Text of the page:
In Which the FBI Learns to Think Like a Serial Killer
Mindhunter is a new 10 episode original series from Netflix based on the true crime book of the same name by John E Douglas and Mark Olshaker. Douglas spent 25 years in the FBI, many of them developing the science of criminal profiling. The series is a fictionalized account of Douglas’ time with the FBI’s Behavioral Sciences Unit, where he worked with Dr Ann Wolbert Burgess and Robert Ressler to study and categorize the behavior of psychopathic criminals.
The first season starts before Holden Ford, the stand-in character for Douglas, and Bill Tench, the stand-in for Ressler, meet. Ford is an FBI hostage negotiator and instructor at the FBI Academy in Quantico, VA. Tench travels the country teaching FBI methodology to local law enforcement agencies. He listens in on local concerns and occasionally assists with cases at the same time. Ford feels he’s wasting his time teaching a subject that’s too limited to students who don’t care, while Tench wants help carrying his slide projector, so their supervisor pairs them up.
While Shepherd, the supervisor, originally pairs the two as a way to get both to stop hassling him, it proves to be a stroke of genius. Local officers frequently approach Tench and Ford during and after their presentations with unique cases that seem unsolvable. These spark Ford’s instincts, leading him to seek out more information about crimes involving fetishes and repeat offenders: what would come to be known as the work of serial killers.
He begins taking advantage of their proximity to imprisoned serial killers while traveling, as he interviews and records these men about the details of their crimes, including their thoughts and motivations leading up to and during the crime, and their psychological and childhood histories. No one had ever directly asked psychopaths such detailed questions under these controlled conditions.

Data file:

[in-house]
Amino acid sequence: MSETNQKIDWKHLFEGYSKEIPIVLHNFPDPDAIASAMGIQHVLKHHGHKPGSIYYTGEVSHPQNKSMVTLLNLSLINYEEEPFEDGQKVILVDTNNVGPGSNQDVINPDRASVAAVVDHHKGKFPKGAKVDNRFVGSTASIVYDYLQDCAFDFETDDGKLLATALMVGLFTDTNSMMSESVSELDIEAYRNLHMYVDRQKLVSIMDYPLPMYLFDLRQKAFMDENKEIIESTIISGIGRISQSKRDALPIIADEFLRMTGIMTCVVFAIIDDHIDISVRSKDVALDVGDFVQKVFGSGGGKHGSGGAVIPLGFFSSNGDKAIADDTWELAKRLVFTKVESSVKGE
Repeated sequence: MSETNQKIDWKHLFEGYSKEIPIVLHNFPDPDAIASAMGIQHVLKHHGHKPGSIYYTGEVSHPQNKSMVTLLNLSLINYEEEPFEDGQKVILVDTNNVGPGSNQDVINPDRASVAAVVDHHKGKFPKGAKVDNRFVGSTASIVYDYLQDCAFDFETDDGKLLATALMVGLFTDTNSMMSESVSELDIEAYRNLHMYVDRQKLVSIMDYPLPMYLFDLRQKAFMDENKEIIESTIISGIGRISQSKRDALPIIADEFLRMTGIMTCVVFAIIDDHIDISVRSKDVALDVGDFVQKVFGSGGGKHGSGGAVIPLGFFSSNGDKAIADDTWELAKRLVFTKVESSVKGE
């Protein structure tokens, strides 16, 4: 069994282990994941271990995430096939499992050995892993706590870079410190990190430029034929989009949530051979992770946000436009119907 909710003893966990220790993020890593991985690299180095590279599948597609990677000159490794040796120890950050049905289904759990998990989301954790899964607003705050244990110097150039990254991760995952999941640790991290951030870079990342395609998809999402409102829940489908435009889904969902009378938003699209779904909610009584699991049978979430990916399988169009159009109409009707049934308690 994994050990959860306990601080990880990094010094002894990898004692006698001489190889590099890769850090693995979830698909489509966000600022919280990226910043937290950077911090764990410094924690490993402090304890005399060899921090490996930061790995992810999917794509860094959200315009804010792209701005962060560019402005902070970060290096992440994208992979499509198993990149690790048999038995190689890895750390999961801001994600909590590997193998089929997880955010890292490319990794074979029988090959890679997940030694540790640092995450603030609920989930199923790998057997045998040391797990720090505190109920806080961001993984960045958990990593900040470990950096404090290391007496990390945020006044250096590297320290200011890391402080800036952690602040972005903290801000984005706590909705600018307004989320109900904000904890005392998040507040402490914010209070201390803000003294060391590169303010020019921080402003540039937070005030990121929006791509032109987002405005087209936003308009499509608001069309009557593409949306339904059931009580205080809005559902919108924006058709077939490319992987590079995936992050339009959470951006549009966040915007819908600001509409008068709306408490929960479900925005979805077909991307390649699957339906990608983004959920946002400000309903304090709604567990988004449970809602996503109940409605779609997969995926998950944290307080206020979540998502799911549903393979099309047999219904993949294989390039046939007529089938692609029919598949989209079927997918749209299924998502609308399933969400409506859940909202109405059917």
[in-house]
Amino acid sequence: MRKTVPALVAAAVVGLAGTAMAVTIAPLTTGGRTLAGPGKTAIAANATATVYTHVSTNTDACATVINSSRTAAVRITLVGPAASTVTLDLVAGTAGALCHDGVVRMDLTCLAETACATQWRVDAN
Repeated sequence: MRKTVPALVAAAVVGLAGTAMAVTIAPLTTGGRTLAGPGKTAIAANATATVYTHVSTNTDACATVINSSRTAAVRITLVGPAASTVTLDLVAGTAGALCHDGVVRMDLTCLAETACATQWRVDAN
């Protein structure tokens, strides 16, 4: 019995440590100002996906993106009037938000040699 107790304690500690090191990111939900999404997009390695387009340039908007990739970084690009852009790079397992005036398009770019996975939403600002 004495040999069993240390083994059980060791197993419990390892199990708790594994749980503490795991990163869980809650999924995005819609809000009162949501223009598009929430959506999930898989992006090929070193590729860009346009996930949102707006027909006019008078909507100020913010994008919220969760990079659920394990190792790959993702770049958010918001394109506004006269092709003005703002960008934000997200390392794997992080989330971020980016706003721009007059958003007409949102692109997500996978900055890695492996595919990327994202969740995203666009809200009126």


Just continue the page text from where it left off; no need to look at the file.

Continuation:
The killers are frequently happy to talk about their lives, but some need to be coaxed into it, leading Ford to become overly familiar with them. This is the beginning of what eventually becomes serious friction between Tench and Ford. Tench prefers to stick to interrogation-style questioning, rather than the conversational style and sharing of personal experiences that Ford evolves as part of his method.
In real life, Ressler was 8 years older than Douglas, and had spent a few more years in the military. In the TV series, Holt McCallany, who plays Tench, is more than 20 years older than Jon Groff as Ford. This intensifies the older, macho and by-the-book vs younger, experimental, and open-minded dynamics that were likely also present in real life.
In the beginning, the differences work for them, as Tench uses his greater real world experience to help Ford connect with the less educated, traditional local cops, and brings in one of his previous collaborators on a project for the Behavioral Sciences Unit, Wendy Carr, played by Anna Torv. Carr is a stand-in for real life psychologist Dr Ann Wolbert Burgess. Burgess was and still is a professor at Boston College who did groundbreaking work on PTSD, especially in the field of female trauma victims.
Carr helps the two agents refine their interviews with killers into a defined study, then assists them in getting recognition and funding when the FBI doesn’t fully support their endeavor. She eventually becomes a full-fledged member of the team.
The season continues with the team refining their methods, working to help solve murders, navigating the politics of the FBI and the federal government, and coping with their own personal lives. For the most part, the season maintains a good balance between the different aspects of the show.
Toward the end of the season it gets a bit bogged down in office politics within the FBI, and especially within the team. I could have done with more emphasis on the true crime solving and serial killer profiling aspects of the series, and a little less on the team’s rotating loyalties to each other.
Focus on the team as people is a useful part of the narrative to help break up the bleakness of the crimes they work with, but the show ends up making these professionals look petty and unprofessional. There apparently were real life rivalries and factions within the unit, but it’s difficult to see how a group as fractured as this could have accomplished the groundbreaking work these people did.